This year I’ve committed to posting each unit of both my Algebra 1 and Algebra 2 INBs.
My district is moving to a standards based curriculum, and has identified priority standards for every course. These are the standards we are required to address and assess our students over, so they pretty much form our units.
You can find my Algebra 1 (year long class) INB posts here:
And my Algebra 2 INB posts here:
And finally, my posts from a 2nd go around I’m teaching of Algebra 1 here:
The 7th priority standard we have in Algebra 1 is F.IF.8:
Write a function defined by an expression in different but equivalent forms to reveal and explain different properties of the function.
Use the process of factoring and completing the square in a quadratic function to show zeros, extreme values, and symmetry of the graph, and interpret these in terms of a context.
I think the last three units of our Algebra 1 year tell a great story. They cycle back into each other, each one pushing a little further, and it all comes together (in the next unit!). This unit feeds off of a lot of the solution methods from the last unit, because we utilize some of these methods to rewrite a quadratic in another form.
Skill 1: I can rewrite a standard form quadratic function in a form that reveals the zeros
We begin this unit by introducing the three forms of quadratic functions and what information they can reveal to us. We won’t actually be graphing them until the next unit, but there needs to be a goal – why do we want these quadratics in different forms? So I introduced the parabola, and some of the vocabulary surrounding it.
Rewriting a standard form quadratic in factored form is pretty much the same as solving a quadratic by factoring, so I just took the chance to address some of the most common mistakes students had been making (not factoring out a GCF, misplacing negatives, getting confused by positive or negative factor pairs) and to go over the process again.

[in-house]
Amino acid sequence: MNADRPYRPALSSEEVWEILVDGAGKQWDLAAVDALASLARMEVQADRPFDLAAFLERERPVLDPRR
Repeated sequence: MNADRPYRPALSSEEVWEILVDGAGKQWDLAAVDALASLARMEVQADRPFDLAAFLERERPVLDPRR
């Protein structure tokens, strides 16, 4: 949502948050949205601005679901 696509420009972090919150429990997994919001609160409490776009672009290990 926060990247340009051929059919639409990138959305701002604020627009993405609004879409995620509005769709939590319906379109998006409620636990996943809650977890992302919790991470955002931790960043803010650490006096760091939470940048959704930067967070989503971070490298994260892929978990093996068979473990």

Skill 2: I can rewrite a standard form quadratic function in a form that reveals the vertex
Again, this process is fairly similar to solving a quadratic by completing the square, so I again took the chance to address some common misconceptions, and we emphasized throughout that our goal was to end up with something that looked like vertex form, so the students came up with a lot of their own ideas about what to do after they completed the square.
Skill 3: I can rewrite a factored form quadratic function in a form that reveals the y-intercept
The notes page for this is pretty basic – but I tried to emphasize as we went through it what we were actually doing. What operations are implied in the factored form function? If there’s multiplication implied, how do we multiply the two factors? What should I do with that extra coefficient?
At this point, I wanted to bring in the idea that we need to be able to 1. recognize what form a function is in by looking at it and 2. identify what form we are being asked to rewrite it in. So the last page of these notes throws in a standard form to vertex form problem, and then asks students to identify forms of some other functions and to make observations about how they can quickly identify the form (it’s all about the parentheses, right?)
It was also revealed to me that I apparently don’t know what half of 7.5 is…so just ignore all of those scribbles on that problem where I had to fix my mistake…
Skill 4: I can rewrite a vertex form quadratic function in a form that reveals the y-intercept
Something that we really focused on when looking at this skill was identifying when you were “done”. Right after you multiply out the squared binomial, it looks like you have standard form already. But, you haven’t used all of the components of the original function! So we made a point of constantly checking back in with the original function – did we use all the parts of it? If not, what parts have we not used and what should we use next in our rewriting?
Skill 5: I can rewrite a quadratic to reveal any key feature
The triangle on the front of this proved very useful as a summary of the unit – I saw students looking at it constantly as they reviewed and did their project for this unit, and I think it really helped them gain confidence that they were looking at the right set of notes and doing the right thing. I accidentally included a standard form to factored form problem that is not factorable, and although that led to a good reminder that not all quadratics are factorable, I did change it to vertex form on the file for next year.
By the end of this unit, my students for the most part felt really comfortable with the processes involved in factoring, completing the square, and multiplying out polynomials.
You can find the files for these pages here, in PDF and Publisher form.